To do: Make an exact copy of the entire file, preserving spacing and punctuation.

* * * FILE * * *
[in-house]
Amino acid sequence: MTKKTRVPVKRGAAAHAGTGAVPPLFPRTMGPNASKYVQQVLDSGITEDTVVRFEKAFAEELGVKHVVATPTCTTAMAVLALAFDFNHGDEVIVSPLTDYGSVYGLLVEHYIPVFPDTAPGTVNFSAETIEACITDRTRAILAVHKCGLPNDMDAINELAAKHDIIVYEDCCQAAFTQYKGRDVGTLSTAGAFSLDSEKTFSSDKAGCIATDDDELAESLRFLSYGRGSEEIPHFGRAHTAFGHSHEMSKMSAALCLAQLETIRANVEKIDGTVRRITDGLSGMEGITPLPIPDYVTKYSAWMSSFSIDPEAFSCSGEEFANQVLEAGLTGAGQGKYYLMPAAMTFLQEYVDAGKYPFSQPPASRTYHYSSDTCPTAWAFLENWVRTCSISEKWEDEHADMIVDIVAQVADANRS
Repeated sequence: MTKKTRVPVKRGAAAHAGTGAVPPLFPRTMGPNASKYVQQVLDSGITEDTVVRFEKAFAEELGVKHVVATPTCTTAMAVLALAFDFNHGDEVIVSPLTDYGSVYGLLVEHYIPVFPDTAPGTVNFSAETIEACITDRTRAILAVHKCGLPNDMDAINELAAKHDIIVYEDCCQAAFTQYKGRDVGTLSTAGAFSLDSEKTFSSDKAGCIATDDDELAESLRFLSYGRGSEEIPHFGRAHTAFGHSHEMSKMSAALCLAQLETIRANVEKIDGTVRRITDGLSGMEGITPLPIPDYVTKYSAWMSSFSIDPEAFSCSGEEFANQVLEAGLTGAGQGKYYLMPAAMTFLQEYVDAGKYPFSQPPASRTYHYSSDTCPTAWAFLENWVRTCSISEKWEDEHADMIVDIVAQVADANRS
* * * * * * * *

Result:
[in-house]
Amino acid sequence: MTKKTRVPVKRGAAAHAGTGAVPPLFPRTMGPNASKYVQQVLDSGITEDTVVRFEKAFAEELGVKHVVATPTCTTAMAVLALAFDFNHGDEVIVSPLTDYGSVYGLLVEHYIPVFPDTAPGTVNFSAETIEACITDRTRAILAVHKCGLPNDMDAINELAAKHDIIVYEDCCQAAFTQYKGRDVGTLSTAGAFSLDSEKTFSSDKAGCIATDDDELAESLRFLSYGRGSEEIPHFGRAHTAFGHSHEMSKMSAALCLAQLETIRANVEKIDGTVRRITDGLSGMEGITPLPIPDYVTKYSAWMSSFSIDPEAFSCSGEEFANQVLEAGLTGAGQGKYYLMPAAMTFLQEYVDAGKYPFSQPPASRTYHYSSDTCPTAWAFLENWVRTCSISEKWEDEHADMIVDIVAQVADANRS
Repeated sequence: MTKKTRVPVKRGAAAHAGTGAVPPLFPRTMGPNASKYVQQVLDSGITEDTVVRFEKAFAEELGVKHVVATPTCTTAMAVLALAFDFNHGDEVIVSPLTDYGSVYGLLVEHYIPVFPDTAPGTVNFSAETIEACITDRTRAILAVHKCGLPNDMDAINELAAKHDIIVYEDCCQAAFTQYKGRDVGTLSTAGAFSLDSEKTFSSDKAGCIATDDDELAESLRFLSYGRGSEEIPHFGRAHTAFGHSHEMSKMSAALCLAQLETIRANVEKIDGTVRRITDGLSGMEGITPLPIPDYVTKYSAWMSSFSIDPEAFSCSGEEFANQVLEAGLTGAGQGKYYLMPAAMTFLQEYVDAGKYPFSQPPASRTYHYSSDTCPTAWAFLENWVRTCSISEKWEDEHADMIVDIVAQVADANRS